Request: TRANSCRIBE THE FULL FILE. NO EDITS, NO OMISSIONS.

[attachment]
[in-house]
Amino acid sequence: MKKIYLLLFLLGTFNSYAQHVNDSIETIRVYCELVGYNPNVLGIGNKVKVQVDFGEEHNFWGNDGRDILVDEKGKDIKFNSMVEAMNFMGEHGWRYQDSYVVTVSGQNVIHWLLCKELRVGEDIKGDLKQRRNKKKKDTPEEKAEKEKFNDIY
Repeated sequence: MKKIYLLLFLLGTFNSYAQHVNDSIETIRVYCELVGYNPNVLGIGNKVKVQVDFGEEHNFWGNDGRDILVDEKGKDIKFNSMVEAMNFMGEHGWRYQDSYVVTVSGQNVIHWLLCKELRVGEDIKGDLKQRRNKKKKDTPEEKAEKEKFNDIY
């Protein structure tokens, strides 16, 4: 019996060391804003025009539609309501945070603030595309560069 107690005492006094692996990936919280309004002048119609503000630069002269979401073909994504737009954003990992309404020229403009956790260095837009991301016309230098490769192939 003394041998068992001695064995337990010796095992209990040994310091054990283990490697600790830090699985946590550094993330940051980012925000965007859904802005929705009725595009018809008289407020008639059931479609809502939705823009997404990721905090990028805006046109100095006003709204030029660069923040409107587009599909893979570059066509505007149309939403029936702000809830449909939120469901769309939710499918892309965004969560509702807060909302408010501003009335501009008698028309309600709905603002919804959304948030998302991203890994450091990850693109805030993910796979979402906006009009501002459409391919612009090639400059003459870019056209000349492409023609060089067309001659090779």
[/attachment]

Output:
[in-house]
Amino acid sequence: MKKIYLLLFLLGTFNSYAQHVNDSIETIRVYCELVGYNPNVLGIGNKVKVQVDFGEEHNFWGNDGRDILVDEKGKDIKFNSMVEAMNFMGEHGWRYQDSYVVTVSGQNVIHWLLCKELRVGEDIKGDLKQRRNKKKKDTPEEKAEKEKFNDIY
Repeated sequence: MKKIYLLLFLLGTFNSYAQHVNDSIETIRVYCELVGYNPNVLGIGNKVKVQVDFGEEHNFWGNDGRDILVDEKGKDIKFNSMVEAMNFMGEHGWRYQDSYVVTVSGQNVIHWLLCKELRVGEDIKGDLKQRRNKKKKDTPEEKAEKEKFNDIY
């Protein structure tokens, strides 16, 4: 019996060391804003025009539609309501945070603030595309560069 107690005492006094692996990936919280309004002048119609503000630069002269979401073909994504737009954003990992309404020229403009956790260095837009991301016309230098490769192939 003394041998068992001695064995337990010796095992209990040994310091054990283990490697600790830090699985946590550094993330940051980012925000965007859904802005929705009725595009018809008289407020008639059931479609809502939705823009997404990721905090990028805006046109100095006003709204030029660069923040409107587009599909893979570059066509505007149309939403029936702000809830449909939120469901769309939710499918892309965004969560509702807060909302408010501003009335501009008698028309309600709905603002919804959304948030998302991203890994450091990850693109805030993910796979979402906006009009501002459409391919612009090639400059003459870019056209000349492409023609060089067309001659090779």